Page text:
Student Teaming Tips for Your STEM Classroom

The ways in which [students] are involved in problem-solving activities is as important to the design of integrated STEM education as the problems themselves. – STEM Integration in K-12 Education, The National Academies

STEM classes feature collaboration and teamwork – 21st century skills that all students need, no matter what their career paths. Preparing kids to work together successfully in teams plays a critical role in today’s STEM classes.

Students will work together in teams during each STEM lesson. To be productive, team members will need to understand the value and purpose of working in teams, and develop a sense of being part of a team. They should begin building the skills needed to collaborate successfully and be responsible and accountable for their work.

Setting your students up for successful teaming will help the activities go smoother and increase the learning value for students. Consider three initial tips to get your STEM teaming venture off to a smooth start:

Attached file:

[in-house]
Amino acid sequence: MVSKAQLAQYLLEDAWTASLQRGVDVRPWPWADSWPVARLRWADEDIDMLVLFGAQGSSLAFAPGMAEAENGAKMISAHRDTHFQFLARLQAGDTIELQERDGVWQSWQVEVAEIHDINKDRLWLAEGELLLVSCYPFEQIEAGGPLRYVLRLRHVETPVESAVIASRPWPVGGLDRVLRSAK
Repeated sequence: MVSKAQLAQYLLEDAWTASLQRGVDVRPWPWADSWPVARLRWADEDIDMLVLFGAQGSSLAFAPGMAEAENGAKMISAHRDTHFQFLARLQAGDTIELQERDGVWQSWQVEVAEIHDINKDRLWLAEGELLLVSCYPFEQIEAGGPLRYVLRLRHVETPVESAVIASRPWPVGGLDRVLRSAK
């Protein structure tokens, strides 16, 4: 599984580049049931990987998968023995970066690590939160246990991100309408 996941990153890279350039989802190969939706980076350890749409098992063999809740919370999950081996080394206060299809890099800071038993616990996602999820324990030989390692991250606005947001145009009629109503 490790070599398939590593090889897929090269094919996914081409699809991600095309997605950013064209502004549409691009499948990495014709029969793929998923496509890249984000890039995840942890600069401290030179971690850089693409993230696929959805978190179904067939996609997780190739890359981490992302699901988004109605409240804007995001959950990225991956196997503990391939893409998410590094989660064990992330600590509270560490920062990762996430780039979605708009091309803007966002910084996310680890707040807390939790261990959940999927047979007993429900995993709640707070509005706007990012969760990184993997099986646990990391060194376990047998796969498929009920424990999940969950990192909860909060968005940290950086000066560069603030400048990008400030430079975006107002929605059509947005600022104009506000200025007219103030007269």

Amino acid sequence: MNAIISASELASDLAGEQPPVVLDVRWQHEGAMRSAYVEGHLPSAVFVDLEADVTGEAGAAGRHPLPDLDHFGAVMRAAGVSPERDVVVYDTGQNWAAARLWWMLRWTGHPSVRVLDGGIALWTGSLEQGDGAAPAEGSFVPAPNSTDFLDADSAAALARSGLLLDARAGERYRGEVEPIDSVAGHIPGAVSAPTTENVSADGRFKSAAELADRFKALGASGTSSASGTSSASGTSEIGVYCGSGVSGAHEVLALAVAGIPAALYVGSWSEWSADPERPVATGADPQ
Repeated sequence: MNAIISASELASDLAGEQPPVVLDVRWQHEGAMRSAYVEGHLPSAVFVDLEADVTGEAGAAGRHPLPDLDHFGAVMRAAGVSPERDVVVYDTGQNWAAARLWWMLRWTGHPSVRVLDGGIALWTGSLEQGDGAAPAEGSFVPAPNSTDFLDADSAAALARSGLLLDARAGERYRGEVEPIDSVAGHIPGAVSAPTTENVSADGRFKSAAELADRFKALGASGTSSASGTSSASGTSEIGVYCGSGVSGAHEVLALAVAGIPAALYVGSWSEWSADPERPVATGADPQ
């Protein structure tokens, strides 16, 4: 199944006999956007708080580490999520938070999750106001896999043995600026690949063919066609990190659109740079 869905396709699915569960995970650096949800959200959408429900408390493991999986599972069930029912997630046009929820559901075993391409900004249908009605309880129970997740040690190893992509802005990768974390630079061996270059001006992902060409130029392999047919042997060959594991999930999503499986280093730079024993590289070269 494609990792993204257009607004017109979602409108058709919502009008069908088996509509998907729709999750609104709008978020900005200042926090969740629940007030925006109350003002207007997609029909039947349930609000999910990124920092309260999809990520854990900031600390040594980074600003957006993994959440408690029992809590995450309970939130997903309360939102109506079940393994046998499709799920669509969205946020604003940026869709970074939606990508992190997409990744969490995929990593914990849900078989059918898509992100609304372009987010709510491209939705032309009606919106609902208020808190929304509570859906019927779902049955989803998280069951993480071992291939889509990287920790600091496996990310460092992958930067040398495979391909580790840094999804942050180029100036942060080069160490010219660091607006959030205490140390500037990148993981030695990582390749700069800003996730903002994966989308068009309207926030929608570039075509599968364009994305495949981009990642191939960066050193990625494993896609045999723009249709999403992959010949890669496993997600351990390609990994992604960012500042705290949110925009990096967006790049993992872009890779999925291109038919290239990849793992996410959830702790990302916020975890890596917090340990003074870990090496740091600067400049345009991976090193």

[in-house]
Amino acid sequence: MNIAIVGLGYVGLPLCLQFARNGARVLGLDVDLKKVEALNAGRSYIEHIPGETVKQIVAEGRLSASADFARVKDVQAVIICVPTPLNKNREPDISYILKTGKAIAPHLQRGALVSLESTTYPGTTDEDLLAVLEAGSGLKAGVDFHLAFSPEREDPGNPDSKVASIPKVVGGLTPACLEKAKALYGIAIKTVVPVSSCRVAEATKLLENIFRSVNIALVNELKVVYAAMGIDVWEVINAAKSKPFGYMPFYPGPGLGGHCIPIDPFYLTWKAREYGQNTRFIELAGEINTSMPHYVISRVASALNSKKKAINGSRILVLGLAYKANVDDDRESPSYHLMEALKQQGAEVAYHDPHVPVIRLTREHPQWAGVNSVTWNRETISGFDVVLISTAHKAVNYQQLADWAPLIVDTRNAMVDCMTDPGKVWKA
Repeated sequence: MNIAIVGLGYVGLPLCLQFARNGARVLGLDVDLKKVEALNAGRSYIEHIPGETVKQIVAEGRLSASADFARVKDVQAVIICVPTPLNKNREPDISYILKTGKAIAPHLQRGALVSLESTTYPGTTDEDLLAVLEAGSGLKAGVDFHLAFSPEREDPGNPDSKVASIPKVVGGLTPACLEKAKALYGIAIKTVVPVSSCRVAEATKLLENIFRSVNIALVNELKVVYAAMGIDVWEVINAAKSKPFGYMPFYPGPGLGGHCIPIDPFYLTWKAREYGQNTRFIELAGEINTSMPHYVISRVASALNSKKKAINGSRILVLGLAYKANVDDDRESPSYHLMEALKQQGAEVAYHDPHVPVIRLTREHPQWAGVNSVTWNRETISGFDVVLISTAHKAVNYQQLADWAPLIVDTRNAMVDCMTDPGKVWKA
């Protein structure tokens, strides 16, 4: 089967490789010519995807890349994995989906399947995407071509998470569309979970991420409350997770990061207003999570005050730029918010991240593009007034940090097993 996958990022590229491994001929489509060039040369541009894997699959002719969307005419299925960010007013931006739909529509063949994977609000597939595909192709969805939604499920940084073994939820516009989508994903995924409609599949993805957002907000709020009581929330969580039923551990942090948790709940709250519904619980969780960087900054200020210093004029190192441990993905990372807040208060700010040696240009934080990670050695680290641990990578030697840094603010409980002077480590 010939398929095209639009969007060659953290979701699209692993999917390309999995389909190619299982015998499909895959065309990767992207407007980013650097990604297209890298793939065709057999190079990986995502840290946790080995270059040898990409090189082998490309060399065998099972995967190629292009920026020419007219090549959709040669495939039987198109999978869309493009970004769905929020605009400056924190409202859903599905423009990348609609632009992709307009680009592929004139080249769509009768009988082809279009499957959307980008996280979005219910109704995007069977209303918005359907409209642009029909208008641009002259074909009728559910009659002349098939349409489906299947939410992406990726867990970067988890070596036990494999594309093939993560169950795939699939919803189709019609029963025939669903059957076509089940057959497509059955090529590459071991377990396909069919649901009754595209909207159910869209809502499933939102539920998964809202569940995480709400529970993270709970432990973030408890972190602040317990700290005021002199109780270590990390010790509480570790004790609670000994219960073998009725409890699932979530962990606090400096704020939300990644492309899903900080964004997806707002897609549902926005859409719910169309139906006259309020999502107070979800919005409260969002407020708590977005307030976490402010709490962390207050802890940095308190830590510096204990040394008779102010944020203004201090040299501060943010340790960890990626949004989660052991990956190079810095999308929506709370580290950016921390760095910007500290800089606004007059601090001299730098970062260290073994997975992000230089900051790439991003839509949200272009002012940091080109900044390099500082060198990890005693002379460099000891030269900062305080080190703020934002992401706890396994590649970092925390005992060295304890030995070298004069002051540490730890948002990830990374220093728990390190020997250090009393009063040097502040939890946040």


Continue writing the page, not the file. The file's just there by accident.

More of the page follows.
• Make teaming an ongoing part of your classroom practice. This gives students multiple opportunities to develop needed behaviors and skills.
  • Set students up in teams ahead of time. On the day of the STEM lesson they should be ready to get in teams and begin work when class begins.
  • Provide teaming tips as needed throughout the lesson. Give students opportunities to self-assess their teamwork regularly.

Written by Anne Jolly as a free supplement to her book STEM by Design (2016), the Student Teaming Tips Handbook is a starter set of ideas you may find useful for priming kids to work creatively and productively in STEM teams.

“As you go about the task of establishing productive student teams in your classroom you will encounter both obstacles and successes,” Anne writes. “Be persistent and committed to making teams work and your students will reap valuable rewards in learning, social skills, and preparation for both life and work.”

Download Anne Jolly’s Student Teaming-Tips Handbook

Photo credit: CERDEC Math and Science Summer Camp, 2013

Leave a Reply

Your email address will not be published.